AMSTERDAM: The sending back of bodies to Malaysia before Hari Raya remains a challenge because it is uncertain if Malaysian victims were among the first batch of bodies that were sent from Kharkiv, Transport Minister Datuk Seri Liow Tiong Lai said.
The first batch of 40 bodies arrived at Eindhoven airbase shortly before 4pm local time (10pm Malaysian time) yesterday from Kharkiv.
Liow said he hoped the first batch of bodies could be sent home before Hari Raya, but admitted it would be a very tough challenge.
“We will try our best but if some of the remains need DNA tests, it will be difficult.
“This is also a detailed investigation which we cannot compromise because we want to find out the truth. The post-mortem will provide evidence as to what had happened to the victims,” he said.
An additional hurdle, added Liow, was that they could not be certain whether there were any Malaysian victims in the first batch of bodies because the body bags were not opened in Kharkiv.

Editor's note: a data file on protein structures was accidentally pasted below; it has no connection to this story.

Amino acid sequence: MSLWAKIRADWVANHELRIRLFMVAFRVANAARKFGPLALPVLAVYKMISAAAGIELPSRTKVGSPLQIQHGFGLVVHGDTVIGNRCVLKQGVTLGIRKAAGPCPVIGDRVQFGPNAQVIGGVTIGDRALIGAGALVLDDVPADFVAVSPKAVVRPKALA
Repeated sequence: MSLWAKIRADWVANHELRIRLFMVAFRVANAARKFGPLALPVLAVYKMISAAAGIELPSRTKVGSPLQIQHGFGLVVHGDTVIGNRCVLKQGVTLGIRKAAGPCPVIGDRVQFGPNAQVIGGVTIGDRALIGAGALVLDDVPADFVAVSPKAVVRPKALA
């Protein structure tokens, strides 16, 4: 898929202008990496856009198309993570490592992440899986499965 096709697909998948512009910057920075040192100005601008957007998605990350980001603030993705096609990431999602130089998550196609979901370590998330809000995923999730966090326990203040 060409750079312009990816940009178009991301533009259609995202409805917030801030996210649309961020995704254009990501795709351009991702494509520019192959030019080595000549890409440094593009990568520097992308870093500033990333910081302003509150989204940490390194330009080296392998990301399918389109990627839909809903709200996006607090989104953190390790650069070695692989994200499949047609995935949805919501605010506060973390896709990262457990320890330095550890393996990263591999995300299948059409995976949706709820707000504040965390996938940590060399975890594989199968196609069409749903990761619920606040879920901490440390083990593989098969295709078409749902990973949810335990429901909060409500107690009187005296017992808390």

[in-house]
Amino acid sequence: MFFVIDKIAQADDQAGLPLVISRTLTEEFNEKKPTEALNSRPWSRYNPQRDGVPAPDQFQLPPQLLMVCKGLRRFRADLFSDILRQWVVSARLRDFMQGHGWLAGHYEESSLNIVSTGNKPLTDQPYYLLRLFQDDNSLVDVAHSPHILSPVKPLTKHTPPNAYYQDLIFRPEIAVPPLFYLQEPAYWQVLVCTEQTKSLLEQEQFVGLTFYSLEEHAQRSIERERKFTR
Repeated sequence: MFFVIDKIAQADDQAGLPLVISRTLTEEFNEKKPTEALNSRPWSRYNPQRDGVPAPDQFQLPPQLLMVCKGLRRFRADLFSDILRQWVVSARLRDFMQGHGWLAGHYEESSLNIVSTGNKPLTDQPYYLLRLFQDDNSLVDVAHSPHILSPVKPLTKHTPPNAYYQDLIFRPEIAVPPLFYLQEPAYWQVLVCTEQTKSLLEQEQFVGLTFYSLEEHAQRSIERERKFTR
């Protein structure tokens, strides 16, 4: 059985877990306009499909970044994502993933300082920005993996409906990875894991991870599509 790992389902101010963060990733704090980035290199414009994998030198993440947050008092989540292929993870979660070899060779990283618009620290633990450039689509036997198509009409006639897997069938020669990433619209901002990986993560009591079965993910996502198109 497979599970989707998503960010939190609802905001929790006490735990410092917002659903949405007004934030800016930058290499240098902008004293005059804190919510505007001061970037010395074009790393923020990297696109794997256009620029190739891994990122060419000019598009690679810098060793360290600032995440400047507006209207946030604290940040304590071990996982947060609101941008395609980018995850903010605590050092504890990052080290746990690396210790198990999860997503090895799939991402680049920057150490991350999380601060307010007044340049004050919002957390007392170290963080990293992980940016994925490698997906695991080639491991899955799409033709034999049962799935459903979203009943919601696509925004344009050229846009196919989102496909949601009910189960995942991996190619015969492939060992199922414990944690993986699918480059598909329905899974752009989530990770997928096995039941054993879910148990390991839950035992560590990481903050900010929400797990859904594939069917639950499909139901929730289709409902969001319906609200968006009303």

He explained that the bags were only scanned for explosives before being loaded onto the plane.
Nine Malaysian disaster victim identification (DVI) experts are assisting in the multinational identification process.
Liow said the Netherlands authorities would be breaking up the teams into smaller groups so that the identification process could be done as quickly as possible.
On reports that there were just 200 bodies accounted for at Kharkiv, he said the Malaysian team there verified that more than 280 bodies had arrived in the refrigerated train cars.
At the Eindhoven airbase yesterday, King Willem-Alexander and Queen Máxima and Prime Minister Mark Rutte were among those present as a Dutch and Australian military aircraft arrived, bearing 16 and 24 bodies respectively.
Others included the next of kin and representatives of countries, whose nationals were among the victims and other dignitaries.
A military salute was given and a nationwide minute of silence observed before the coffins were brought out and loaded into the waiting cars under the searing sun.
The bodies were then transported to the Korporaal van Oudheusden barracks in Hollandsche Rading on the outskirts of Hilversum in a motorcade with police escort.
Liow thanked Rutte and his government for the support, sympathy and collaboration the Netherlands had provided to Malaysia since MH17 was shot down last Thursday.